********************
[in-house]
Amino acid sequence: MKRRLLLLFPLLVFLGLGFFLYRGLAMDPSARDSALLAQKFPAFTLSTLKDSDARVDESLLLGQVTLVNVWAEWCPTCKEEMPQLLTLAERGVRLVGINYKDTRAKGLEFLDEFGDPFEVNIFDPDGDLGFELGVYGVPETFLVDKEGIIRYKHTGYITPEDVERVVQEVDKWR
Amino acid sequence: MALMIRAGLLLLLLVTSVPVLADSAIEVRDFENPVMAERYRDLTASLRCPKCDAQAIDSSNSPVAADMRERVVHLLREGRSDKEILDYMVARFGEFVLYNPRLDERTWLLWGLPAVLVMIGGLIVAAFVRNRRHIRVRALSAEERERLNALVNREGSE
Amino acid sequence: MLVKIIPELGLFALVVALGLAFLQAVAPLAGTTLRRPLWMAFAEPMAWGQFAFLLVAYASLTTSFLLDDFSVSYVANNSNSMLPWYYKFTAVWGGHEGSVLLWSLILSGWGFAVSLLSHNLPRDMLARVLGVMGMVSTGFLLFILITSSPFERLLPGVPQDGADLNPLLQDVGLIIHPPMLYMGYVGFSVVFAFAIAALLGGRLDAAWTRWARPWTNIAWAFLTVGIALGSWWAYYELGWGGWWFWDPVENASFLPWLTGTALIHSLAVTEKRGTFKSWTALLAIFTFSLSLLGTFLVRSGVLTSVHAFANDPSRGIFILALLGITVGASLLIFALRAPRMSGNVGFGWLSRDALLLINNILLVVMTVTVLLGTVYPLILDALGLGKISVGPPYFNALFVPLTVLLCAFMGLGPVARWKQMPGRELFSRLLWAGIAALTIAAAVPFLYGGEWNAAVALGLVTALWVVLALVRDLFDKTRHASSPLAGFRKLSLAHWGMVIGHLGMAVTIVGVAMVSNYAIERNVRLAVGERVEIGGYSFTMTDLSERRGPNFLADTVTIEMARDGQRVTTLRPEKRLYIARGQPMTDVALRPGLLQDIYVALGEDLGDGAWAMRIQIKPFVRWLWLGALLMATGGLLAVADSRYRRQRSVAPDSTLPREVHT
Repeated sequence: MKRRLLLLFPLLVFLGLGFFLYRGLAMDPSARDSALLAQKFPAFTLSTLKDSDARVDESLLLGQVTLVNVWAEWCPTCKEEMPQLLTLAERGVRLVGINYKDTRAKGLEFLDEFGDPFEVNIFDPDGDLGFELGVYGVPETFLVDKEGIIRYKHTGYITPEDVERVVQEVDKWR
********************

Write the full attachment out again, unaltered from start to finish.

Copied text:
[in-house]
Amino acid sequence: MKRRLLLLFPLLVFLGLGFFLYRGLAMDPSARDSALLAQKFPAFTLSTLKDSDARVDESLLLGQVTLVNVWAEWCPTCKEEMPQLLTLAERGVRLVGINYKDTRAKGLEFLDEFGDPFEVNIFDPDGDLGFELGVYGVPETFLVDKEGIIRYKHTGYITPEDVERVVQEVDKWR
Amino acid sequence: MALMIRAGLLLLLLVTSVPVLADSAIEVRDFENPVMAERYRDLTASLRCPKCDAQAIDSSNSPVAADMRERVVHLLREGRSDKEILDYMVARFGEFVLYNPRLDERTWLLWGLPAVLVMIGGLIVAAFVRNRRHIRVRALSAEERERLNALVNREGSE
Amino acid sequence: MLVKIIPELGLFALVVALGLAFLQAVAPLAGTTLRRPLWMAFAEPMAWGQFAFLLVAYASLTTSFLLDDFSVSYVANNSNSMLPWYYKFTAVWGGHEGSVLLWSLILSGWGFAVSLLSHNLPRDMLARVLGVMGMVSTGFLLFILITSSPFERLLPGVPQDGADLNPLLQDVGLIIHPPMLYMGYVGFSVVFAFAIAALLGGRLDAAWTRWARPWTNIAWAFLTVGIALGSWWAYYELGWGGWWFWDPVENASFLPWLTGTALIHSLAVTEKRGTFKSWTALLAIFTFSLSLLGTFLVRSGVLTSVHAFANDPSRGIFILALLGITVGASLLIFALRAPRMSGNVGFGWLSRDALLLINNILLVVMTVTVLLGTVYPLILDALGLGKISVGPPYFNALFVPLTVLLCAFMGLGPVARWKQMPGRELFSRLLWAGIAALTIAAAVPFLYGGEWNAAVALGLVTALWVVLALVRDLFDKTRHASSPLAGFRKLSLAHWGMVIGHLGMAVTIVGVAMVSNYAIERNVRLAVGERVEIGGYSFTMTDLSERRGPNFLADTVTIEMARDGQRVTTLRPEKRLYIARGQPMTDVALRPGLLQDIYVALGEDLGDGAWAMRIQIKPFVRWLWLGALLMATGGLLAVADSRYRRQRSVAPDSTLPREVHT
Repeated sequence: MKRRLLLLFPLLVFLGLGFFLYRGLAMDPSARDSALLAQKFPAFTLSTLKDSDARVDESLLLGQVTLVNVWAEWCPTCKEEMPQLLTLAERGVRLVGINYKDTRAKGLEFLDEFGDPFEVNIFDPDGDLGFELGVYGVPETFLVDKEGIIRYKHTGYITPEDVERVVQEVDKWR